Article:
complete verses (Isaiah 53:1-6)

Following is a back-translation of Isaiah 53:1-6 in the Chichewa interconfessional translation (1999):

[1] “Who has believed these things that we have heard?
Who recognizes the power of Chauta [see tetragrammaton (YHWH)] in these things?
[2] As you know, that servant of his grew up as a young shoot before the eyes of God, and also like a root in hard, dry soil.
He had no real appearance or a handsome face, that we might be looking at him.
There was no beauty about him to attract us.
[3] That very one people despised and rejected.
He was a person of sufferings, accustomed to pain.
He was like a person whose friends cover their eyes on seeing him.
People despised him, and we regarded him as nothing.
[4] “Most surely, he endured sufferings which we ourselves should have felt,
and he received pains which we our-elves should have received.
But we thought that it was God who was punishing him, and striking him and causing him to suffer. [5] But they stabbed him because of our sins,
and they smashed him because of our evils.
The punishment that befell him has given us peace,
and his sores have healed us.
[6] We all had gone astray like sheep.
Each one of us was just walking along his own way.
So Chauta caused him to carry the guilt of all of us.

(Source: Wendland 1998, p. 151f.)

inclusive vs. exclusive pronoun (Isa. 53:5)

Many languages distinguish between inclusive and exclusive first-person plural pronouns (“we”). (Click or tap here to see more details)

The inclusive “we” specifically includes the addressee (“you and I and possibly others”), while the exclusive “we” specifically excludes the addressee (“he/she/they and I, but not you”). This grammatical distinction is called “clusivity.” While Semitic languages such as Hebrew or most Indo-European languages such as Greek or English do not make that distinction, translators of languages with that distinction have to make a choice every time they encounter “we” or a form thereof (in English: “we,” “our,” or “us”).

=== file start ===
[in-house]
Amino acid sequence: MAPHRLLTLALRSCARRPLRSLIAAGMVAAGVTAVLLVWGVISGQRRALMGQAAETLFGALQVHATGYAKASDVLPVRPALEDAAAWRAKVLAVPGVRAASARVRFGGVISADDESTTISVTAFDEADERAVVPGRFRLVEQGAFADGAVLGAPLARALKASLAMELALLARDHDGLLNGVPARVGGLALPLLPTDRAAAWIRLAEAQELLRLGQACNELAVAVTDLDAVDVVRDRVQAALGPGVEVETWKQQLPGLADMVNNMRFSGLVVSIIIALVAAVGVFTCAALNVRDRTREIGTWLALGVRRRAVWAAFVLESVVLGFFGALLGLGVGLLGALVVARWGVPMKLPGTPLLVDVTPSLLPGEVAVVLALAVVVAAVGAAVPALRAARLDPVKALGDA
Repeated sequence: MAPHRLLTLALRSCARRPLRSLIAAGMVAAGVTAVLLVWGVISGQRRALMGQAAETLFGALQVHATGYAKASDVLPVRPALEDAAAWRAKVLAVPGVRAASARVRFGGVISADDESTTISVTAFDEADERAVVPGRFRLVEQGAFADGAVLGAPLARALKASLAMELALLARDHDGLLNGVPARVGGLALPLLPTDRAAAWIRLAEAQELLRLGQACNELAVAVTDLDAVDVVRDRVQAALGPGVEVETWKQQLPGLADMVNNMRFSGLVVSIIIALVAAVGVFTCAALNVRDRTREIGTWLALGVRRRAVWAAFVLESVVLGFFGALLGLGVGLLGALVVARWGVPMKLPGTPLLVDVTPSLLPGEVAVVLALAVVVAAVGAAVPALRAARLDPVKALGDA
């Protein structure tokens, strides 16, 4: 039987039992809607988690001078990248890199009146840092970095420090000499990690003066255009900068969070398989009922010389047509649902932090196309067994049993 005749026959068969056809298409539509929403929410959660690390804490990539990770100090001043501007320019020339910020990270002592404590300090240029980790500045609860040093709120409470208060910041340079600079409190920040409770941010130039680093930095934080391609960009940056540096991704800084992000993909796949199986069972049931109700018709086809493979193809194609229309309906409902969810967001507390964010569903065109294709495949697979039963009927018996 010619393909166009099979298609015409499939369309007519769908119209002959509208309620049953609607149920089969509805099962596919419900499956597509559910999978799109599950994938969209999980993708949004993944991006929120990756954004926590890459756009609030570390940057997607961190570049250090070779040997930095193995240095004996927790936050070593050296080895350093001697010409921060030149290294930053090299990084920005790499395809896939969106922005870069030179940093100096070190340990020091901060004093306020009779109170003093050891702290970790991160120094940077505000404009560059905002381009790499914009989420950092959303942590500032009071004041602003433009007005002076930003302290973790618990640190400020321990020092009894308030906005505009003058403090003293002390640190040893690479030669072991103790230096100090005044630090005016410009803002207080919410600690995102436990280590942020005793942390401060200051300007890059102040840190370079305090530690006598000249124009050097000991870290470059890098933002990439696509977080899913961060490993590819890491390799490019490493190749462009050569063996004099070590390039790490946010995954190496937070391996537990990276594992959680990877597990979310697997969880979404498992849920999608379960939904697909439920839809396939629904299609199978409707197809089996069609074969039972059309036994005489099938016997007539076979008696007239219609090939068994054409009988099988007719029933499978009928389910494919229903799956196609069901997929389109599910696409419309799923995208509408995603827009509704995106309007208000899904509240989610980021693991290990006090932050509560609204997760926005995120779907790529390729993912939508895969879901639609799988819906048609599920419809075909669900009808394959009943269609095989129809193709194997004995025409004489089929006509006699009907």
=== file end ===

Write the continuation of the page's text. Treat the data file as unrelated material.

For this verse, the Jarai translation and the Adamawa Fulfulde translation, use the inclusive pronoun (“referring to the speakers and their fellow Judeans in exile”).

pronoun for "God"

God transcends gender, but most languages are limited to grammatical gender expressed in pronouns. In the case of English, this is traditionally confined to “he” (or in the forms “his,” “him,” and “himself”), “she” (and “her,” “hers,” and “herself”), and “it” (and “its” and “itself”).

Modern Mandarin Chinese, however, offers another possibility. Here, the third-person singular pronoun is always pronounced the same (tā), but it is written differently according to its gender (他 is “he,” 她 is “she,” and 它/牠 is “it” and their respective derivative forms). In each of these characters, the first (or upper) part defines the gender (man, woman, or thing/animal), while the second element gives the clue to its pronunciation.

In 1930, after a full century with dozens of Chinese translations, Bible translator Wang Yuande (王元德) coined a new “godly” pronoun: 祂. Chinese readers immediately knew how to pronounce it: tā. But they also recognized that the first part of that character, signifying something spiritual, clarified that each person of the Trinity has no gender aside from being God.

While the most important Protestant and Catholic Chinese versions respectively have opted not to use 祂, some Bible translations do and it is widely used in hymnals and other Christian materials. Among the translations that use 祂 to refer to “God” were early versions of Lü Zhenzhong’s (呂振中) version (New Testament: 1946, complete Bible: 1970). R.P. Kramers (in The Bible Translator 1956, p. 152ff. ) explains why later versions of Lü’s translation did not continue with this practice: “This new way of writing ‘He,’ however, has created a minor problem of its own: must this polite form be used whenever Jesus is referred to? Lü follows the rule that, wherever Jesus is referred to as a human being, the normal ta (他) is written; where he is referred to as divine, especially after the ascension, the reverential ta (祂) is used.”